The proposals, that have emerged from months of debate between EU governments most recently at foreign minister level, are contained in a 25-page memorandum obtained by The Independent. The document will be presented today to Maurice Strong, the Canadian industrialist who was appointed by Mr Annan at the weekend to bring together an overall reform package.
While the memorandum, which is still classified, is far-reaching in its suggestions for change, it contains repeated warnings that reform at the UN should not be equated with cutting the organisation's budget. The references are meant to put distance between the EU and those voices in the United States, most of them Republican, seeking to use the reform exercise to strip away UN resources. "The reform of the United Nations is not about cost-cutting," it insists.
In what promises to be a critical week, Mr Annan tomorrow begins a visit to Washington, where he will meet for the first time as Secretary General with President Bill Clinton and members of the Congress. Mr Annan must try to persuade members of Congress of his commitment to reform while convincing them to release the more than $1bn in late payments due the UN from the US.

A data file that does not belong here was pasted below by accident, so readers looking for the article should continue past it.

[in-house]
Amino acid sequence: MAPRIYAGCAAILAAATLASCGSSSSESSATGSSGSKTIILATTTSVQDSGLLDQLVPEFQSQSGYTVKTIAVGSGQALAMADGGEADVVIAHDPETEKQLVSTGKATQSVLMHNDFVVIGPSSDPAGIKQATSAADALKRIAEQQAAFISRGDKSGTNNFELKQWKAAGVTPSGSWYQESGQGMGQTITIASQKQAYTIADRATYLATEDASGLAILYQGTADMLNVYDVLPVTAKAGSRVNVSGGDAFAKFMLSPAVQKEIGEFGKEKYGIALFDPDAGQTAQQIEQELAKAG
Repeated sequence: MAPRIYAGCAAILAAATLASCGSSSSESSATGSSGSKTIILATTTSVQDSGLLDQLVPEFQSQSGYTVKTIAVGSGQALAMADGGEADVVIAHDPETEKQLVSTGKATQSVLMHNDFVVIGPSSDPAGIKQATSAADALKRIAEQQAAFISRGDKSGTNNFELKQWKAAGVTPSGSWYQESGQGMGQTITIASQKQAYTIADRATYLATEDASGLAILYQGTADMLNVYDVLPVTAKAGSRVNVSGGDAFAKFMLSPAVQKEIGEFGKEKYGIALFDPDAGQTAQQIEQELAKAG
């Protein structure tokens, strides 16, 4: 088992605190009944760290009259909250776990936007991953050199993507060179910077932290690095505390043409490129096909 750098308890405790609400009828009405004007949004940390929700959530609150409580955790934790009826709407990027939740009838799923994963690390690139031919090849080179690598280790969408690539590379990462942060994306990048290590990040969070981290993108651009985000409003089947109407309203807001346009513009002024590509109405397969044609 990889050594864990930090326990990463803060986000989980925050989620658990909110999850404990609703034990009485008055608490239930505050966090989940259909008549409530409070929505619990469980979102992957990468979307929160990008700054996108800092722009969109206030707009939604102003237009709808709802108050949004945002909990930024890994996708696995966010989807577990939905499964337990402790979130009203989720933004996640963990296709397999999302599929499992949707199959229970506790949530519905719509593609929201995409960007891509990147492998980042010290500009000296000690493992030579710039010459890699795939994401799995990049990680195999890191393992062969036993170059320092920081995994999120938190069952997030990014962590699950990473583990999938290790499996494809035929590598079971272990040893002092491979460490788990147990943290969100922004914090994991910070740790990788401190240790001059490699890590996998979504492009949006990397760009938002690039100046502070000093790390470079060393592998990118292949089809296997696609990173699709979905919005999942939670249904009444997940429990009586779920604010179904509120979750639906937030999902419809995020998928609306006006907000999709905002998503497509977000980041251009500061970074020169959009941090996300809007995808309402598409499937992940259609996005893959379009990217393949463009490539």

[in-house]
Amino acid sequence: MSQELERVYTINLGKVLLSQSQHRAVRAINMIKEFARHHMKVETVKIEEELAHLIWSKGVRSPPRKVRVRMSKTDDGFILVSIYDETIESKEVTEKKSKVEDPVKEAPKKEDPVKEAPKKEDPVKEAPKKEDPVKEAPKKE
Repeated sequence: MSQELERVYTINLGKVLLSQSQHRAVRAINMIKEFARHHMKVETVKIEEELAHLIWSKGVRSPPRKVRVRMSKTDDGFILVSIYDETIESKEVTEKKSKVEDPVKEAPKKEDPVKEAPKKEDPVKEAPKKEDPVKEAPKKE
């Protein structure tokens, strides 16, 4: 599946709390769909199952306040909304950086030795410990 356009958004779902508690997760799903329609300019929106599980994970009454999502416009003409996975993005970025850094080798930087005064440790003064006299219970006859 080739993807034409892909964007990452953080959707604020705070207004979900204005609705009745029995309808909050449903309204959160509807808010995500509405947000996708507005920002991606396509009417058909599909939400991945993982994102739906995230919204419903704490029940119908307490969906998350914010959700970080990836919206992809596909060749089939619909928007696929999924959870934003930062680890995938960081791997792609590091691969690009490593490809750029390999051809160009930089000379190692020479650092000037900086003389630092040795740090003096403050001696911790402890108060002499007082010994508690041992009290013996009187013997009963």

Mr Annan hopes to have a complete package of reform proposals ready by the summer. Mr Strong, 67, who also acted as an adviser to the last Secretary General, Boutros Boutros-Ghali, will head a task force of advisers on reform. Its other members will include Gustave Speth, the head of the United Nations Development Programme (UNDP), who last year caused controversy by asking that all UN development and humanitarian bodies be streamlined and grouped under his own.
The EU document, which is restricted to addressing UN social and development activities, notably borrows heavily from the controversial Speth proposals.
Where the need for rationalisation is clear, the paper said, the "Union considers that funds and programmes so assesses could be merged ... the assessment should extend to all funds and programmes".
In a nod to Mr Speth's allusion to a new umbrella role for his agency, the paper adds: "While fully open to dialogue on best ways forward in this respect, the EU considers that the UNDP could provide a focus for enhanced co-ordination in this area".
Both Mr Speth and Mr Strong have voiced on the record their support for closing down some of the less obviously useful UN agencies such as the UN Industrial Development Organisation in Vienna (from which Britain has just withdrawn) and the UN Conference on Trade and Development.
The EU also calls for the creation of a new Under-Secretary General who would take overall responsibility for all UN social and development activities. This person would act as Executive Secretary to the Economic and Social Council, the overarching committee of all UN members that oversees all development matters and which would itself be radically streamlined and pared down.
The EU would also like to see the establishment of a single UN headquarters in each country where the UN is represented. At the head of each would be a single UN representative, responsible for co-ordinating all UN efforts in that country.